Cotton growers in the U.S. face a number of headwinds in 2020 that go far outside – thousands of miles in fact – of the acres where their crop will grow this season, writes Tom Wood at AgriBusiness Global.
At the top of that list is the now cooling global trade war with China, the largest producer of cotton. The trade war with China in 2018 and 2019: caused a significant drop in cotton prices; increased pressures on cotton demand; and shifted market share in the cotton market away from the U.S. to countries like India, Australia, and Brazil.
Before the trade deal was made, Jody Campiche, vice president of economics and policy analysis for the National Cotton Council told Farm Journal’s AGPROP in December: “The current trade dispute with China and the resulting retaliatory tariffs on U.S. cotton and cotton yarn are increasingly harming the U.S. cotton industry and long-term market share in China. The immediate impact has been a decline in market share of China’s cotton imports from 45% for the 2016 and 2017 crops, down to 18% for the 2018 crop, while Brazil’s market share increased from 7% in 2017 to 23% in 2018. This lost market share has reduced overall export sales and shipments, further depressing U.S. cotton prices.”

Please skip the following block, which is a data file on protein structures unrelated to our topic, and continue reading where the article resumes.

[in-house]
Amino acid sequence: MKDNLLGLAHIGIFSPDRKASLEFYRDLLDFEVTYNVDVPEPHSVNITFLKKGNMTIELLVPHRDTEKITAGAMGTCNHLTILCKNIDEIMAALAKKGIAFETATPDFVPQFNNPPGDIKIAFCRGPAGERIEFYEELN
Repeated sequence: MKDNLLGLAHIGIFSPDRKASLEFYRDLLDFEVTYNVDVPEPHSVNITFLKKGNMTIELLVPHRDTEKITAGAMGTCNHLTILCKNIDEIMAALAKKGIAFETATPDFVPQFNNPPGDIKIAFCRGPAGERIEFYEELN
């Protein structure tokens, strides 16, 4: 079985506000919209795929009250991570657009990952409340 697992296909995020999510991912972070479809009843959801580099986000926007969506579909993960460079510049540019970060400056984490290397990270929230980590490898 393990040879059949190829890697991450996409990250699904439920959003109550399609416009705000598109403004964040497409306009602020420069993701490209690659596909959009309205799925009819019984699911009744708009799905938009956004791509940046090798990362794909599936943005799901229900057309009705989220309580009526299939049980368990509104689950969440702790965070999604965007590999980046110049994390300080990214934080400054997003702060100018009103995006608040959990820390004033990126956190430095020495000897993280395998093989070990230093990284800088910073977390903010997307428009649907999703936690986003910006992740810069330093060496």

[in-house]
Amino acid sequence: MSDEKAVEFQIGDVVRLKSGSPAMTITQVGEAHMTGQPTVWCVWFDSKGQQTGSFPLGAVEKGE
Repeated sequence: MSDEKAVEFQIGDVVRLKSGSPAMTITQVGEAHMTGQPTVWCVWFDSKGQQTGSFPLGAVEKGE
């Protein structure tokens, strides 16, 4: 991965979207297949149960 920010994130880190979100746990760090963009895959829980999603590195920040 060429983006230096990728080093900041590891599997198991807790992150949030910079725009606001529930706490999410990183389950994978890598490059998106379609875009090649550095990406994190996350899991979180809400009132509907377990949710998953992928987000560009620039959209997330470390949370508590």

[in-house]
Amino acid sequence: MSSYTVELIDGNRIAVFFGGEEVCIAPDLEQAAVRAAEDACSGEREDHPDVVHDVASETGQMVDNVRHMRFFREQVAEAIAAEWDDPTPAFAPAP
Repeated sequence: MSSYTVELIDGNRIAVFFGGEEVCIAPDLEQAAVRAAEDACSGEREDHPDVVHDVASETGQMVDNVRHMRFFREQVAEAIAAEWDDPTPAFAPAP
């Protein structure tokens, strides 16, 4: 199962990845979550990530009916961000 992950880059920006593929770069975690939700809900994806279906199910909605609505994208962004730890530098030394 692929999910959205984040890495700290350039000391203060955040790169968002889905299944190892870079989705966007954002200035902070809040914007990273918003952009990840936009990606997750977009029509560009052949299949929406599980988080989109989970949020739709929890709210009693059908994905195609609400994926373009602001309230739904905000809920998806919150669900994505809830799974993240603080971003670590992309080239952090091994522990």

Additionally, according to Textile Outlook International (Issue 200) – from the global business information company Textiles Intelligence – cotton prices will remain weak in the 2019-20 and 2020-21 seasons as cotton demand decreases and surpluses grow. The report said that the average price of cotton has fallen in the 2019-2020 growing season to $0.76/lb. – a drop of $0.11/lb. from the previous growing season.